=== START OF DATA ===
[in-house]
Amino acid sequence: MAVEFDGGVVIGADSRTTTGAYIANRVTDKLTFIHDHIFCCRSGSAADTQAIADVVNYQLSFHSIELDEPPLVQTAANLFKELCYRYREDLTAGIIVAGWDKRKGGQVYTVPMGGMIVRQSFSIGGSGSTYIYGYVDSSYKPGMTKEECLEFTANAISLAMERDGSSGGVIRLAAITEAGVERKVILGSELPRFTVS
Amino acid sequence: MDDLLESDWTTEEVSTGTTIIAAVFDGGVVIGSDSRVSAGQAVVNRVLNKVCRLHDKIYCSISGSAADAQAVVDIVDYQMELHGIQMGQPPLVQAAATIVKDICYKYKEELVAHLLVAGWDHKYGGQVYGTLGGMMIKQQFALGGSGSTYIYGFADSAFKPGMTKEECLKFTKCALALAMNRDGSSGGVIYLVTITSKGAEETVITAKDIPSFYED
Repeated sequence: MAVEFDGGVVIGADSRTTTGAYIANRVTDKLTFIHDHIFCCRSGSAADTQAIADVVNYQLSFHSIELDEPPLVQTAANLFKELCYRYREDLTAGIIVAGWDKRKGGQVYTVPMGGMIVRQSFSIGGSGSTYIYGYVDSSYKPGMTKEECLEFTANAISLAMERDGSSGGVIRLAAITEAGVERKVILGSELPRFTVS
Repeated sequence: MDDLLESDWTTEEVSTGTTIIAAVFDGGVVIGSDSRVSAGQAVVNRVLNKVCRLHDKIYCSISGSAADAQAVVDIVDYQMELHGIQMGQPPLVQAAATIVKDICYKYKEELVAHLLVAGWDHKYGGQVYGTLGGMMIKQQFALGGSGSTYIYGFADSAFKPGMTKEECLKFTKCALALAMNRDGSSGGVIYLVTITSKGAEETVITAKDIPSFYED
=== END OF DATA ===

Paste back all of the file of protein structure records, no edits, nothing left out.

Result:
[in-house]
Amino acid sequence: MAVEFDGGVVIGADSRTTTGAYIANRVTDKLTFIHDHIFCCRSGSAADTQAIADVVNYQLSFHSIELDEPPLVQTAANLFKELCYRYREDLTAGIIVAGWDKRKGGQVYTVPMGGMIVRQSFSIGGSGSTYIYGYVDSSYKPGMTKEECLEFTANAISLAMERDGSSGGVIRLAAITEAGVERKVILGSELPRFTVS
Amino acid sequence: MDDLLESDWTTEEVSTGTTIIAAVFDGGVVIGSDSRVSAGQAVVNRVLNKVCRLHDKIYCSISGSAADAQAVVDIVDYQMELHGIQMGQPPLVQAAATIVKDICYKYKEELVAHLLVAGWDHKYGGQVYGTLGGMMIKQQFALGGSGSTYIYGFADSAFKPGMTKEECLKFTKCALALAMNRDGSSGGVIYLVTITSKGAEETVITAKDIPSFYED
Repeated sequence: MAVEFDGGVVIGADSRTTTGAYIANRVTDKLTFIHDHIFCCRSGSAADTQAIADVVNYQLSFHSIELDEPPLVQTAANLFKELCYRYREDLTAGIIVAGWDKRKGGQVYTVPMGGMIVRQSFSIGGSGSTYIYGYVDSSYKPGMTKEECLEFTANAISLAMERDGSSGGVIRLAAITEAGVERKVILGSELPRFTVS
Repeated sequence: MDDLLESDWTTEEVSTGTTIIAAVFDGGVVIGSDSRVSAGQAVVNRVLNKVCRLHDKIYCSISGSAADAQAVVDIVDYQMELHGIQMGQPPLVQAAATIVKDICYKYKEELVAHLLVAGWDHKYGGQVYGTLGGMMIKQQFALGGSGSTYIYGFADSAFKPGMTKEECLKFTKCALALAMNRDGSSGGVIYLVTITSKGAEETVITAKDIPSFYED